From Jesus and his early disciples to Paul to John Wesley and now in our era, pastors and certain laity are understood in terms of a holy people sent to lead holy communities, communities charged with the task of sharing the good news, thereby transforming the world. People don’t have to be perfect for this role, ordination vows notwithstanding, but we must always maintain integrity with our congregations. If pastors call for holy living such that the greater community might develop its own trust of the congregation, the members of that congregation must always be assured that the pastor engages in the same patterns of holy living. Pastors must keep priorities straight, even when it means acting in ways they feel are “vile.” Without a clear and firmly rooted priority for the good news, without living into behaviors consistent with that priority, calls of hypocrisy will grow louder, always nagging, hindering ministry.
Leaders must constantly strive to maintain their own personal and social holiness in order to retain their authority to lead congregations in their quest for the same personal and social holiness. It’s a bit too simple to say that they must lead by good example, but practicing what one preaches is simply the basic cost of doing ministry.
In each generation, this has meant something different. In our own era, much emphasis is placed on strategy, facilitation of resources, and administrative oversight. With these emphases, it is troubling that pastors (not to mention laity leaders) struggle in matters of personal finance and administration, a struggle that manifests in personal and congregational life. Finance and administration are key aspects of healthy communities in the eyes of many. And, too many congregations lack meaningful spiritual leadership when it comes to budgeting, accounting, managing resources, and facilitating generosity. When leaders are unable to provide effective leadership with respect to finances, the whole congregation begins to erode in its effectiveness. The perception of outsiders may be worse. When a pastor is unable to lead through times of financial concern or conflicted budget processes, the congregation loses sight of the real purpose of financial resources. Blind to these purposes, a congregation’s ability to discern the work to which it is called erodes, unsettling the very ground on which it builds shared life.
I contend that learning basic financial and administrative skills, something considered vile by so many, becomes a gateway on the path to holiness, and therefore a means toward individual and congregational discernment of actual ministry. Learning how to care for one’s God-given resources is part of what it is to listen for what God might desire.
Addressing the Issue: Becoming More Vile to Be More Holy
This book’s purpose is twofold: (a) to provide a primer on several financial and administrative matters; and (b) to articulate a basic theological understanding of the work around finance and administration. Despite the lack of intentionality, I’ve found an audience aware of the need for integrity and starving for information that would help them achieve it. Most leaders want to be healthier in matters of finance and administration, even as they resist it. It is important to articulate these matters in a manner consistent with the polity of the United Methodist Church.
Beyond the pragmatic, pastors must develop an ability to translate. As Christians, we live in a world with two realms. On the one hand, we operate in the ecclesiastical realm. In the United Methodist Church, we are comfortable with the language of conferencing, sacraments, and scripture. We speak easily of discipleship processes, even when we aren’t sure what they ought to be. We use the language of prayer, and theologically, we deploy eschatological terms to discuss the church’s purpose. We believe God is “transforming the world” and at least our clergy can talk about their work and the work of their churches in those terms. We’re even well versed in language that at first blush seems administrative: the book of discipline, church council, trustees, finance, charge conference, and end-of-year reports.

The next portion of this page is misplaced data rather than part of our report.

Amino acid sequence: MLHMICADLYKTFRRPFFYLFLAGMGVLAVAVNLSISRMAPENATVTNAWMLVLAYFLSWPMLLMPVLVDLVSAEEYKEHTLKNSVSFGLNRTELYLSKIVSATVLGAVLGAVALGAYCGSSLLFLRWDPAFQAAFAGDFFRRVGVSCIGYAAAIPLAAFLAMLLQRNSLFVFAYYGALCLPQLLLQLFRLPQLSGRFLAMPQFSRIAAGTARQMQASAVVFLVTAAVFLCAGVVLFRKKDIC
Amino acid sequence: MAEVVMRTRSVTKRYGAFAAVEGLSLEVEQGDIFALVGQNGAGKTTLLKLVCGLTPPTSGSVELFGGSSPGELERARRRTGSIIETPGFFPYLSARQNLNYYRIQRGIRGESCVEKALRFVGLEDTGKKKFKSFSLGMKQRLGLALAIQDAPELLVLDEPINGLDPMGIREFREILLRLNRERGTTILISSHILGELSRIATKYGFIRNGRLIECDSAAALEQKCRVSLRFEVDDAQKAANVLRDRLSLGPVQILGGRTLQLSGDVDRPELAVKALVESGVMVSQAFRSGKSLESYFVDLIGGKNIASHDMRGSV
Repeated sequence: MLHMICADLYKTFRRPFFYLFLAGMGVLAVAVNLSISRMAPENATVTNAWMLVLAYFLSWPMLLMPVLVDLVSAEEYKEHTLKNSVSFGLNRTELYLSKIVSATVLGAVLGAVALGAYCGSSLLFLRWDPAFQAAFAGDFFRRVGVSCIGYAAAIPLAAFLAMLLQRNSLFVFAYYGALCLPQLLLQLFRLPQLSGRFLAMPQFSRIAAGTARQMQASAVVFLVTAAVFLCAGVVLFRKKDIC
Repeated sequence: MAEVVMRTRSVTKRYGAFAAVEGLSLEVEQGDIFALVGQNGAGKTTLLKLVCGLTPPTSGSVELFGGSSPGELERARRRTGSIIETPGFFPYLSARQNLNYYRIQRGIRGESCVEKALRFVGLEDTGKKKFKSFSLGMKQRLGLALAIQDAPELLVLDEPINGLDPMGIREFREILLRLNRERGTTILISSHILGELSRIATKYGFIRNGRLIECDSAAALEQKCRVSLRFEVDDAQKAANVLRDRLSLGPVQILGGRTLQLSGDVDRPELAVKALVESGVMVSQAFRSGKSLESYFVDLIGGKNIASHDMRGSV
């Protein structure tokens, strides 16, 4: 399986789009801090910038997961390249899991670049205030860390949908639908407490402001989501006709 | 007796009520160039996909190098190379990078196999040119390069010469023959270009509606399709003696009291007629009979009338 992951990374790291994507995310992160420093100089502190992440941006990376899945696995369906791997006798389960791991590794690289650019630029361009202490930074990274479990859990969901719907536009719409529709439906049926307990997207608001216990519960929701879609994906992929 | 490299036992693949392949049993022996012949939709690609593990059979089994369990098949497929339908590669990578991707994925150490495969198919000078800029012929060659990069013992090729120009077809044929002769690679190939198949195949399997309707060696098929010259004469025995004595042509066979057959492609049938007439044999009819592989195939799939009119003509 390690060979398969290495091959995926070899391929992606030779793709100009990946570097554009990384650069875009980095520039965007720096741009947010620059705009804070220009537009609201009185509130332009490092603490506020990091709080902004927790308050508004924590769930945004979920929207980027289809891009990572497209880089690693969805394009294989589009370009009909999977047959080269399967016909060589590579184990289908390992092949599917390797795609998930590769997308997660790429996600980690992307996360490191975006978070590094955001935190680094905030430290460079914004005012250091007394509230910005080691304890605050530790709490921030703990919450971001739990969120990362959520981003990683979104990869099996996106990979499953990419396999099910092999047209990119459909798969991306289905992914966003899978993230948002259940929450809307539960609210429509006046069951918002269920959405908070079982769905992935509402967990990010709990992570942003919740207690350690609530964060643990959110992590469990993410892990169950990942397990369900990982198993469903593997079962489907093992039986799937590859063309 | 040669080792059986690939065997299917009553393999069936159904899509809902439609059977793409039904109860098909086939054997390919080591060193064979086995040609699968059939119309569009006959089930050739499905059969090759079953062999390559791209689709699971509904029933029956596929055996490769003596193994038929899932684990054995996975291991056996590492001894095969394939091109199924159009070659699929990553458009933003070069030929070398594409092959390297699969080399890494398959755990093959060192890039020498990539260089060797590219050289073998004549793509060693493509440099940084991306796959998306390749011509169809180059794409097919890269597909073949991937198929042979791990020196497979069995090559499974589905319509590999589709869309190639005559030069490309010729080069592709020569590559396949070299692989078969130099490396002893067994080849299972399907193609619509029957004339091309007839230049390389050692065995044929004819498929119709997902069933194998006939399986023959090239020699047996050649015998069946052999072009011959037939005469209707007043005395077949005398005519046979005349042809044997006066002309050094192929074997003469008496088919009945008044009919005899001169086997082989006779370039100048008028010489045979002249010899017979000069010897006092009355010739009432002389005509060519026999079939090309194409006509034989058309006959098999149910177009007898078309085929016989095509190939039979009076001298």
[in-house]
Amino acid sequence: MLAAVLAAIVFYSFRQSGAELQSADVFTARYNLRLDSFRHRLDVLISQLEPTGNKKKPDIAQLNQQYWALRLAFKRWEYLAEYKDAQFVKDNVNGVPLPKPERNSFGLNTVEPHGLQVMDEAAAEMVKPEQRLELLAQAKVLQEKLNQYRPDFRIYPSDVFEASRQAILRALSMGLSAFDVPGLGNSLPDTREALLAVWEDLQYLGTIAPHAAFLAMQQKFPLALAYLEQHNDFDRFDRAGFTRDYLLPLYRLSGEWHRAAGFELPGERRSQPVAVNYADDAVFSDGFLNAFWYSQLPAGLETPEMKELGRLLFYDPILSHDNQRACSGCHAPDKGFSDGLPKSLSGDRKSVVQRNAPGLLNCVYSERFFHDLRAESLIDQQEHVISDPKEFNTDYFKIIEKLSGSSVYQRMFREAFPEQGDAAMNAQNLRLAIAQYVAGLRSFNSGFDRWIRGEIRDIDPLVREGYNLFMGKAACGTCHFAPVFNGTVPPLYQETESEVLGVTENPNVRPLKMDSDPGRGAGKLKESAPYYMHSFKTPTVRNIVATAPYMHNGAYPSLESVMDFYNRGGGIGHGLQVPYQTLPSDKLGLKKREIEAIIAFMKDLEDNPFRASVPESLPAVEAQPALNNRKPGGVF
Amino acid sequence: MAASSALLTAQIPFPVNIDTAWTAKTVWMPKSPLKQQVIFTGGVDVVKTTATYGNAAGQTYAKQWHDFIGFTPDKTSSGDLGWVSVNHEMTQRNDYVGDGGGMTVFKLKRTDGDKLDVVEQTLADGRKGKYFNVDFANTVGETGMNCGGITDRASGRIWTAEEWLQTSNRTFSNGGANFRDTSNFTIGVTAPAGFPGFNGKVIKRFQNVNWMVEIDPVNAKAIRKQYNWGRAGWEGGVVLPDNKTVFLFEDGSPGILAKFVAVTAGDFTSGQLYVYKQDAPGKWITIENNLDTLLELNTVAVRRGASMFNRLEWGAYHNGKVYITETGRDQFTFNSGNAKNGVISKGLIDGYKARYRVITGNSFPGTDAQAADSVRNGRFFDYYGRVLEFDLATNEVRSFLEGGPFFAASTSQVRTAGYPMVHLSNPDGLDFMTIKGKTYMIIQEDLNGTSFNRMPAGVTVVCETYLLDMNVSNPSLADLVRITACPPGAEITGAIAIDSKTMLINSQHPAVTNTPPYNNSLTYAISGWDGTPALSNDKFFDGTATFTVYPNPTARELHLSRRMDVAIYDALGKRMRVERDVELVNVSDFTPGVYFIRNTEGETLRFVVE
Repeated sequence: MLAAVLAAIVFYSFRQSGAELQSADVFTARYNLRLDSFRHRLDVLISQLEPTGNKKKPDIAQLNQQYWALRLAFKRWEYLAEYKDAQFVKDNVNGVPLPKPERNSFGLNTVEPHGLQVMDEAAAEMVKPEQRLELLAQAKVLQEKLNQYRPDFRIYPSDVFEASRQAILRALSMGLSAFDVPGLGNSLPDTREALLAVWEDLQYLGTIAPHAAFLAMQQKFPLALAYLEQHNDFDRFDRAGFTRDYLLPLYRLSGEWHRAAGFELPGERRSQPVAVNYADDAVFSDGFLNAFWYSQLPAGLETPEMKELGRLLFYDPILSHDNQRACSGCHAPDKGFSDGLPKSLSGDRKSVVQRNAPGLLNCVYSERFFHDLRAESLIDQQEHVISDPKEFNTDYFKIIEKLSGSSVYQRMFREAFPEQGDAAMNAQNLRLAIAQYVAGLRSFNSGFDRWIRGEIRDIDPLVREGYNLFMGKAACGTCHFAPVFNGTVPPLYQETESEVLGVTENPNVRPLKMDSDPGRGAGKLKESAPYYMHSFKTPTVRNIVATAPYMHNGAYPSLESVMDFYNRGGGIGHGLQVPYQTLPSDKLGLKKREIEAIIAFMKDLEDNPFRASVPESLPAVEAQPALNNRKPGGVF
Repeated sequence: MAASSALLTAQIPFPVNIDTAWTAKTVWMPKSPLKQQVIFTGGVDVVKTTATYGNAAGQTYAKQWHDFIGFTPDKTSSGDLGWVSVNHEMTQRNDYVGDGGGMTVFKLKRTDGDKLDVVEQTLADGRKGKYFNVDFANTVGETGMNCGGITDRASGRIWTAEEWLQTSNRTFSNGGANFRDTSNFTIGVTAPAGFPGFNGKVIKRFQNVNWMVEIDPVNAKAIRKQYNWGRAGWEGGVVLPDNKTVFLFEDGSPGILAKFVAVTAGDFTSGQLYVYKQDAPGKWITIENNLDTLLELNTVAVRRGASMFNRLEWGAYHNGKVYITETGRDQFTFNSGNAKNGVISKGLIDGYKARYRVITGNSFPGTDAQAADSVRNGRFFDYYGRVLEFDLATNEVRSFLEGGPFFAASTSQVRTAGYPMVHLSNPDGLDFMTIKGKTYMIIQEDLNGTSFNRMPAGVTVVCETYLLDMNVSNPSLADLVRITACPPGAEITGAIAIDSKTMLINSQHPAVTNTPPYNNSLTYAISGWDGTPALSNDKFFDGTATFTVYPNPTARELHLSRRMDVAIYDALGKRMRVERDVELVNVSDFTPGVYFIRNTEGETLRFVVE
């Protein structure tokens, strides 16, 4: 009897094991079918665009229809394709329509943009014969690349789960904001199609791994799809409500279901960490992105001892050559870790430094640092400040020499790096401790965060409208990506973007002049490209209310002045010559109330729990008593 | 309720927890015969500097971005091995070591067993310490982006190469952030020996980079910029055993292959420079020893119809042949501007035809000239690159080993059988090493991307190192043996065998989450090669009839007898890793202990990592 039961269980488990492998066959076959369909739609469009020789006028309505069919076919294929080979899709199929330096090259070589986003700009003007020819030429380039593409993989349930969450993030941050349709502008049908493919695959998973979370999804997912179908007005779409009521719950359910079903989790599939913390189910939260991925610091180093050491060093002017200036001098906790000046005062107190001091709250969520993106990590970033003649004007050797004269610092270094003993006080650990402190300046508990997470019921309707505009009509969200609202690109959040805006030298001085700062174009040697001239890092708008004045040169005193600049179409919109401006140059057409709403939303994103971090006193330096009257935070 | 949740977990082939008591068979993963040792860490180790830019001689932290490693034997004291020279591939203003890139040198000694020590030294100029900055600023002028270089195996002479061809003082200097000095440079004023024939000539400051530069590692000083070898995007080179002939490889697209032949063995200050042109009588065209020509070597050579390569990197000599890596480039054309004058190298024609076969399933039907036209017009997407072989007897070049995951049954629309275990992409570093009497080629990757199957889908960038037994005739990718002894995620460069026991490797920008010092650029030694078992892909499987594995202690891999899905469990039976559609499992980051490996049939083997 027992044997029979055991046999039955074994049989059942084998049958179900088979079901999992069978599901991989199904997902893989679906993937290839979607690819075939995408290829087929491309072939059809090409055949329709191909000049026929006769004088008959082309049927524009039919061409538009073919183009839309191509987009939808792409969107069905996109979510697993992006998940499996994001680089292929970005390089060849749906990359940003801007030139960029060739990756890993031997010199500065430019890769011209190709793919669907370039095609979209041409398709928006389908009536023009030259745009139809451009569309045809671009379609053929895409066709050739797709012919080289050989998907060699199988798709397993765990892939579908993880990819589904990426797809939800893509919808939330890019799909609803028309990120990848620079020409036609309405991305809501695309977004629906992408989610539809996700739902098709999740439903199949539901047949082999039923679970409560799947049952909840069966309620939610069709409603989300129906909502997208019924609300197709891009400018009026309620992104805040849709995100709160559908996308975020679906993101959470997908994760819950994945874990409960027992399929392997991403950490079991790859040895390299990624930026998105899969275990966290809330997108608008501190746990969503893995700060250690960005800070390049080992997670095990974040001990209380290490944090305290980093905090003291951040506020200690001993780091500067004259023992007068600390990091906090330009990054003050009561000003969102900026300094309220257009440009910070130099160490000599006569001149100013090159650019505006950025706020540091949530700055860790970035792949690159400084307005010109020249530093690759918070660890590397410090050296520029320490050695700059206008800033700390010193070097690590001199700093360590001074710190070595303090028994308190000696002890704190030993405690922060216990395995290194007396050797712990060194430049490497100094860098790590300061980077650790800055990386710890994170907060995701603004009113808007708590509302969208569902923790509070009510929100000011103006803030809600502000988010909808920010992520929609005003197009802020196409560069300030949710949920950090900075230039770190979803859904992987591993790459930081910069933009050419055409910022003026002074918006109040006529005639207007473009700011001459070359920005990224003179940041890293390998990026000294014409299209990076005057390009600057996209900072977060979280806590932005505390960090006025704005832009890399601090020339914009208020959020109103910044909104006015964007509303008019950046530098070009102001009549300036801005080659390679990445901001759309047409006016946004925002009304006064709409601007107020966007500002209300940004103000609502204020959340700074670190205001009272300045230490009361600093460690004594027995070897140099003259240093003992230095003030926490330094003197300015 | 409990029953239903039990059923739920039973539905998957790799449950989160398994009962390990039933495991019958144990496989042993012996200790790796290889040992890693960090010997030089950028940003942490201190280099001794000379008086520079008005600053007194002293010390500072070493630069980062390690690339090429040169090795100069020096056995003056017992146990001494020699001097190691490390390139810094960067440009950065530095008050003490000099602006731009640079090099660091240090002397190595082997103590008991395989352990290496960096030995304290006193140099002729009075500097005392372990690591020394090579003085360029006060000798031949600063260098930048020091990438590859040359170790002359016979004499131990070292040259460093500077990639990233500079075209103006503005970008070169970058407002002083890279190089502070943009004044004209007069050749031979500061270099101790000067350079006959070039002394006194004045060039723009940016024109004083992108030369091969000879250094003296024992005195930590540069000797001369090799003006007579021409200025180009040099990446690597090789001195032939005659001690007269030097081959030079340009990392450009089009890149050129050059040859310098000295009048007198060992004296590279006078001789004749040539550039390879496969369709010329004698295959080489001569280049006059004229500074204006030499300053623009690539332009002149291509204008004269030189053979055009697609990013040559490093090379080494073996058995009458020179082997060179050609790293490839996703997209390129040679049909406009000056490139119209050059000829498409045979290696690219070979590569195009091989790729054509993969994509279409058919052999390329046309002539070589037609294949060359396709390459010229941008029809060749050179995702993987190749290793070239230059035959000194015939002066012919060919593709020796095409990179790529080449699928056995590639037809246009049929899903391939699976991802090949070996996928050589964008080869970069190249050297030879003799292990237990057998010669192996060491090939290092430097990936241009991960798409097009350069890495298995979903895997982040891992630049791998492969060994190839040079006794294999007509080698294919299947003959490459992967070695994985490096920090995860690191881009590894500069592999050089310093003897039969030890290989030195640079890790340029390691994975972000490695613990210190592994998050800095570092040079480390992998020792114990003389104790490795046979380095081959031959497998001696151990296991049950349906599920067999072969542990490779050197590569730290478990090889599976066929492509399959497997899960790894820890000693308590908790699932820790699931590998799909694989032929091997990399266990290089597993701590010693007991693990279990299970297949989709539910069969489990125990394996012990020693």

At the same time, the world we inhabit has a second realm, one that understands itself as secular. It isn’t that no one believes in God anymore. But, in this realm, people, some even attending church, fail to articulate the connection of things in this secular realm to any sort of divinity, higher power, or God. Pastors certainly inhabit this realm, and in some matters, move easily in and out of the ecclesiastical and secular. On their best days, pastors even articulate a theological vision that encompasses both: one world, created by God, but broken and at least partially separated from the God seeking to redeem the whole thing.
In matters of finance, however, pastors and lay leaders struggle (a) to understand the secular language and approach, (b) to comprehend how those secular approaches might interface with ecclesiastical structures, and (c) to translate both the secular and their own ecclesiastical knowledge into terms that will facilitate health in their congregations. I want to offer the basics of the language of finance and administration while also articulating a theological understanding. I want to offer theological language that might be used when thinking through and translating these matters for a Christian community.
I’ve broken the book into two parts. In Part I, I sketch out practices for the personal finances of pastors and other church leaders. I do this out of the conviction that it takes people striving to be more holy, to lead holy congregations. I don’t want to be misunderstood as holding leaders to an unattainable standard of perfection. Rather, I seek only to encourage colleagues to be more vile; to be better, more informed, and more consistent with their own financial behavior. I’ve shaped the chapters around topics about which I am asked most frequently—personal generosity, personal budgeting, retirement savings (specifically United Methodist pension programs), and planning for taxes. I begin with personal generosity, a practice pastors are often quite good at fulfilling, many much better than me. My intent is to articulate how generosity might flow through all other financial practices.
In Part II, I transition from writing of holy people to discussing matters in the congregations they lead. Churches always want to know how to “get more money.” I just don’t have the answer. Instead, I offer ways of talking about generosity that I believe are more compelling than others. I’m aware that churches believe they need more money, but that’s grounded in fear about the future. I advocate an approach to finances shaped by the courage and trust required for great acts of generosity. Using trust as the central theme, I move on to matters of budgeting, accounting, basic tax, and a few legal issues.
I’m not naïve. This book will not end anxiety in matters of finance and administration. Instead, I hope to offer a starting point. Even limited changes can yield results. I hope that pastors and laity who see finance and administration as the nastiest parts of congregational life will, with Wesley, submit to be more vile. I hope they gain more traction in leadership; I hope they find themselves a holy people leading holy congregations.